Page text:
I didn't quite escape a torrential downpour in Patras, Greece where I caught an overnight (huge) ferry to Bari, Italy. Unfortunately, I didn't realize I was getting into Bari on a Sunday morning until I got off the ferry and found nothing open but a seafood market and tons of gellato cafes. People still came out in droves, though, to walk the streets and window shop at the closed clothing stores.

Mike, this made me think of you.

With fellow travelers I met in Bari that day, I took another overnight ferry to Croatia. We all got off in Dubrovnik, but since time was running out for me, and since I wanted to be somewhere that trains actually went, I took a crowded bus up to Split and passed the time with a lighthearted and cheerful Tisha from West Ireland.

Split is a perfect example of Croatia's wholehearted embrace of tourism as a means to repair its war-torn economy. Although they still have a ways to go, Croatia is doing pretty well by touting its natural beauty and access to history.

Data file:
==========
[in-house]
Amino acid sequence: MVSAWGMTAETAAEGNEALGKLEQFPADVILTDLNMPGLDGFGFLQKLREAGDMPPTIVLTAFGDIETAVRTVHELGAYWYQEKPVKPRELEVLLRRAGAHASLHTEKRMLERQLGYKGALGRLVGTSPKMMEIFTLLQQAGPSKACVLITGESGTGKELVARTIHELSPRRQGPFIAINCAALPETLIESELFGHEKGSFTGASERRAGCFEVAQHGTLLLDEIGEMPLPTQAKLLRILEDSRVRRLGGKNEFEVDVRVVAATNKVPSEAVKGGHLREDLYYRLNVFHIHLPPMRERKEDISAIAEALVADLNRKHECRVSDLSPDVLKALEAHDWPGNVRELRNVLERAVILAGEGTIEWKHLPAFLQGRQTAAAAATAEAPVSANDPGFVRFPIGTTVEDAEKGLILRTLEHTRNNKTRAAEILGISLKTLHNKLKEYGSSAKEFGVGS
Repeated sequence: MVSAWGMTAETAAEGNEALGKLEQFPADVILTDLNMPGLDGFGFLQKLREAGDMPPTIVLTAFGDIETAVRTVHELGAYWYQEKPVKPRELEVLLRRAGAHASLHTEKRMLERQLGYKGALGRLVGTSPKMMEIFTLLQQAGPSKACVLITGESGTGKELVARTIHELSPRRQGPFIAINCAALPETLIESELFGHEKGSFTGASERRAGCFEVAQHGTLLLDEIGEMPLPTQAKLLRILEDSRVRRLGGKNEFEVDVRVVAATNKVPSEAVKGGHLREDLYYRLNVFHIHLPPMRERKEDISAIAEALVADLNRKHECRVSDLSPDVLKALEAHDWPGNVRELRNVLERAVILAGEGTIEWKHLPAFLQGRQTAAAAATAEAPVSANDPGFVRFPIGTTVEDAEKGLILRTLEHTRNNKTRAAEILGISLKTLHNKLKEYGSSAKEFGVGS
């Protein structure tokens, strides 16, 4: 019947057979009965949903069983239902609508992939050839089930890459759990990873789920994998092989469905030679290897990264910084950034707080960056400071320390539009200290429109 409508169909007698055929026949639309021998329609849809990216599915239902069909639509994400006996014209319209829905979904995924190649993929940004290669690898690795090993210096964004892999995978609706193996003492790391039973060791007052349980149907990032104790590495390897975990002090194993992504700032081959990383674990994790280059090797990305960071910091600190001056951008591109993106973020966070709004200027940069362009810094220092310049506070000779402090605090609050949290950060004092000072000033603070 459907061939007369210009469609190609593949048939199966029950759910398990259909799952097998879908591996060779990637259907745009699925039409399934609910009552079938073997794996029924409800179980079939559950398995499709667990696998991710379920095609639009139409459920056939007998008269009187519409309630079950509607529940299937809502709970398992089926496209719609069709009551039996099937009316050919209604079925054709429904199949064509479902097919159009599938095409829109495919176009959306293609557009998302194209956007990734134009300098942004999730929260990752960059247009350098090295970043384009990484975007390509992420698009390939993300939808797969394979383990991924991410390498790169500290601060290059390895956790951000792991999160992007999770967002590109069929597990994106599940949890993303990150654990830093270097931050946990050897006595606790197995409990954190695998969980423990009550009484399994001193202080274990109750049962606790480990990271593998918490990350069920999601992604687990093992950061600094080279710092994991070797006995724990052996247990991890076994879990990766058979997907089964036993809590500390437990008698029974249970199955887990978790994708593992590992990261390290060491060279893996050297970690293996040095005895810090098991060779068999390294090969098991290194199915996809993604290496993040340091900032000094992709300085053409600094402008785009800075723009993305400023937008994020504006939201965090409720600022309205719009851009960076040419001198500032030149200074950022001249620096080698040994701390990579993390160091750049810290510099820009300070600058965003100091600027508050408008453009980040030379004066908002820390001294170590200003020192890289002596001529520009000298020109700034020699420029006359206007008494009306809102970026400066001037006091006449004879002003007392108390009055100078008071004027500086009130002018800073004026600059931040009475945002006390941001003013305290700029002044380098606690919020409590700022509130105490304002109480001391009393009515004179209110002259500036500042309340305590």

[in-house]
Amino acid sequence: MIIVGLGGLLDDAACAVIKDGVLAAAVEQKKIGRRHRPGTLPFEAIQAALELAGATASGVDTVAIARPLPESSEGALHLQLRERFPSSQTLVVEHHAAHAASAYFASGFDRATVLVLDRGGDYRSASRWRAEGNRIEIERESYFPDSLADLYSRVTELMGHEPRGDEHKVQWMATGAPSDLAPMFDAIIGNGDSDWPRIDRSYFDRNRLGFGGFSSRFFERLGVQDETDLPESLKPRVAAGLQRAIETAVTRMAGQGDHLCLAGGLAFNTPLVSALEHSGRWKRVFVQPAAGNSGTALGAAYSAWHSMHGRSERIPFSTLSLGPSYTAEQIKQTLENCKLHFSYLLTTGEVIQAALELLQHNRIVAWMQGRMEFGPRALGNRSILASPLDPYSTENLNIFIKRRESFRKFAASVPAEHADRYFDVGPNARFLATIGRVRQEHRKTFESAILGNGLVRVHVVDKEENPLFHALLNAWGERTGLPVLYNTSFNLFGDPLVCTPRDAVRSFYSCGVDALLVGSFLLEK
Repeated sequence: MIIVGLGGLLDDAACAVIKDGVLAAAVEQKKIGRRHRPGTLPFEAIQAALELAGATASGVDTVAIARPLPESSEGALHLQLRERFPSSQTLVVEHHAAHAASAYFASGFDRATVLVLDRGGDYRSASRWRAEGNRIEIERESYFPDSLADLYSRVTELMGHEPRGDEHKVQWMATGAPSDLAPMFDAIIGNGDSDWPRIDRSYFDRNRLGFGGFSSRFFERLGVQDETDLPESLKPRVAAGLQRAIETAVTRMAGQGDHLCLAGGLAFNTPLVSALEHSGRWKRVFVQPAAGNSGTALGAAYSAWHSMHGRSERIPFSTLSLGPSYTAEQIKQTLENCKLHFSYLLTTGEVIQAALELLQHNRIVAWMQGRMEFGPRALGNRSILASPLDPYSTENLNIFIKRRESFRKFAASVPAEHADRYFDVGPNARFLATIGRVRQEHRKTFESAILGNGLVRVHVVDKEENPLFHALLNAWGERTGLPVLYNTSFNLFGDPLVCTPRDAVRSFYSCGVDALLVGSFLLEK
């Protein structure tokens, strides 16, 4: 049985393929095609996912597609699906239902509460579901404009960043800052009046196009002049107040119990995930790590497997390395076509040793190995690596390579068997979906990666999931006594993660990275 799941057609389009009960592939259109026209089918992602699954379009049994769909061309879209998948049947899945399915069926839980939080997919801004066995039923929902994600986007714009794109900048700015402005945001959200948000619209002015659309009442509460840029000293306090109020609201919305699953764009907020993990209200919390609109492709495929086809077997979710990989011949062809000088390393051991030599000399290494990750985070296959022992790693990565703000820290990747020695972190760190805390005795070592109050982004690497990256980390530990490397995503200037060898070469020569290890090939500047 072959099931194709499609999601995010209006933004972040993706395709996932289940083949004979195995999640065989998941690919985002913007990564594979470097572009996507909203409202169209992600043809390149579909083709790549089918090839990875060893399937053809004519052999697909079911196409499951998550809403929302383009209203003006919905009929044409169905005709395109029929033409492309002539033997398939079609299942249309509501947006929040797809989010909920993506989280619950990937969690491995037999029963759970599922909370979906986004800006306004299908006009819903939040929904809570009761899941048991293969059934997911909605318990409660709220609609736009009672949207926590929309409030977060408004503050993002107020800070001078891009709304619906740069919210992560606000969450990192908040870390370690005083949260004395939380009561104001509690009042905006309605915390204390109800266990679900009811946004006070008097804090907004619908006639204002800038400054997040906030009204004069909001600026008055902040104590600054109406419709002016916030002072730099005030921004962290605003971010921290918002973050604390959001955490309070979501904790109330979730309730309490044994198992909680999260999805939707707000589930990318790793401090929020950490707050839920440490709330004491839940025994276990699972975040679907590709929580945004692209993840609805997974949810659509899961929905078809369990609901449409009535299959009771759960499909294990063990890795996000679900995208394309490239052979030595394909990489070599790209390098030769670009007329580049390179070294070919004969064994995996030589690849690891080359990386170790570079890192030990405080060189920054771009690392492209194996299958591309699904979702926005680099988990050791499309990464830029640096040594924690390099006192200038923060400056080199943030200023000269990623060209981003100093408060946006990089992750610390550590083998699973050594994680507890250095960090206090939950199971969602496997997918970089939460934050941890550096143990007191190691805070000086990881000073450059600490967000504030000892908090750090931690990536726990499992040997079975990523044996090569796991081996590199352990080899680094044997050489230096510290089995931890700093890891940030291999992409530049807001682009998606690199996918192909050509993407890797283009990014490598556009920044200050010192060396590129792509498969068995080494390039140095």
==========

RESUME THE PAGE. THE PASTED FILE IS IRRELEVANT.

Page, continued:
Split's claim to fame is Diocletian's Palace; an absolutely massive compound that in time became a city unto itself. Modern day Split is still built in and around the remain of the Palace where much of the Palace structure has been torn down and rebuilt into houses. In two of these pictures, a line of laundy is anchored at one end to someone's house and at the other end to the 1500 year old outer wall of Roman Emperor's Palace.

The last picture is of my humble abode in Split which I rented from one of the horde of black-clad old women hawking sobe/zimmers/room; she looked like, sounded like, and was about as nice as a bag of gravel.

The next day, the top of the bell tower gave good views of the red roofs of the Palace and the rest of Split. The remaining, original Peristyle was for some reason covered up with a trendy cafe and a horrificaly ugly stage for opera performances or some other such Roman ruins travesty.

My last stop in Croatia was a day in the capital of Zagreb. Far from the bombed-out wasteland that I think a lot of people associate with Croatia, Zagreb was a bustling city with beautiful parks, stately buildings, and every type of person you would see in any other city. And blue fire hydrants.

And back to --> Germany

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